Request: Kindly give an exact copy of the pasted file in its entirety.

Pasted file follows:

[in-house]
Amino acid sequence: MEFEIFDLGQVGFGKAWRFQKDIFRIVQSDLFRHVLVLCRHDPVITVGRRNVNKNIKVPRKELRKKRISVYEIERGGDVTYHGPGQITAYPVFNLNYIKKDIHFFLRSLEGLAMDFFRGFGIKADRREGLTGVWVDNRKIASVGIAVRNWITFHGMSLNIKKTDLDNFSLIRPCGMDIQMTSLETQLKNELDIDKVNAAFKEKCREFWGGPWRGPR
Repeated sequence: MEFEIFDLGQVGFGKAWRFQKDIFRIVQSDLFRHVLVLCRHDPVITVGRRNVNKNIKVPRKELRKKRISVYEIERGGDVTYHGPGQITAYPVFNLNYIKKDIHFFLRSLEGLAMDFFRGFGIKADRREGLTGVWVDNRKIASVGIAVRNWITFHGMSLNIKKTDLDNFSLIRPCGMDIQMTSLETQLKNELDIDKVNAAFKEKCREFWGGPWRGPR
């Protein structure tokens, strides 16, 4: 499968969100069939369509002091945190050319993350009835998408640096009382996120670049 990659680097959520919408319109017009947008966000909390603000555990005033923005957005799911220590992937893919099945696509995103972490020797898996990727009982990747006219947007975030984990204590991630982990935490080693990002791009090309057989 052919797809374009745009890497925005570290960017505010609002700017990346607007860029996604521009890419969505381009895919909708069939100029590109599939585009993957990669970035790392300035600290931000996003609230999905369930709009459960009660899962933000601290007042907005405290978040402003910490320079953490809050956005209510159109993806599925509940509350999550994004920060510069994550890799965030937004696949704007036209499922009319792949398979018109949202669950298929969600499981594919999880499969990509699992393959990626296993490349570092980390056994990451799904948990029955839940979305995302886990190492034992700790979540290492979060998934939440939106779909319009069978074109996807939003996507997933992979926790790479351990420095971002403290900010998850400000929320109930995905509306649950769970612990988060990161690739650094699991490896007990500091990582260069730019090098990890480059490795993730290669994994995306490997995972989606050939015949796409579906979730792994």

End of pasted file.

[in-house]
Amino acid sequence: MEFEIFDLGQVGFGKAWRFQKDIFRIVQSDLFRHVLVLCRHDPVITVGRRNVNKNIKVPRKELRKKRISVYEIERGGDVTYHGPGQITAYPVFNLNYIKKDIHFFLRSLEGLAMDFFRGFGIKADRREGLTGVWVDNRKIASVGIAVRNWITFHGMSLNIKKTDLDNFSLIRPCGMDIQMTSLETQLKNELDIDKVNAAFKEKCREFWGGPWRGPR
Repeated sequence: MEFEIFDLGQVGFGKAWRFQKDIFRIVQSDLFRHVLVLCRHDPVITVGRRNVNKNIKVPRKELRKKRISVYEIERGGDVTYHGPGQITAYPVFNLNYIKKDIHFFLRSLEGLAMDFFRGFGIKADRREGLTGVWVDNRKIASVGIAVRNWITFHGMSLNIKKTDLDNFSLIRPCGMDIQMTSLETQLKNELDIDKVNAAFKEKCREFWGGPWRGPR
């Protein structure tokens, strides 16, 4: 499968969100069939369509002091945190050319993350009835998408640096009382996120670049 990659680097959520919408319109017009947008966000909390603000555990005033923005957005799911220590992937893919099945696509995103972490020797898996990727009982990747006219947007975030984990204590991630982990935490080693990002791009090309057989 052919797809374009745009890497925005570290960017505010609002700017990346607007860029996604521009890419969505381009895919909708069939100029590109599939585009993957990669970035790392300035600290931000996003609230999905369930709009459960009660899962933000601290007042907005405290978040402003910490320079953490809050956005209510159109993806599925509940509350999550994004920060510069994550890799965030937004696949704007036209499922009319792949398979018109949202669950298929969600499981594919999880499969990509699992393959990626296993490349570092980390056994990451799904948990029955839940979305995302886990190492034992700790979540290492979060998934939440939106779909319009069978074109996807939003996507997933992979926790790479351990420095971002403290900010998850400000929320109930995905509306649950769970612990988060990161690739650094699991490896007990500091990582260069730019090098990890480059490795993730290669994994995306490997995972989606050939015949796409579906979730792994």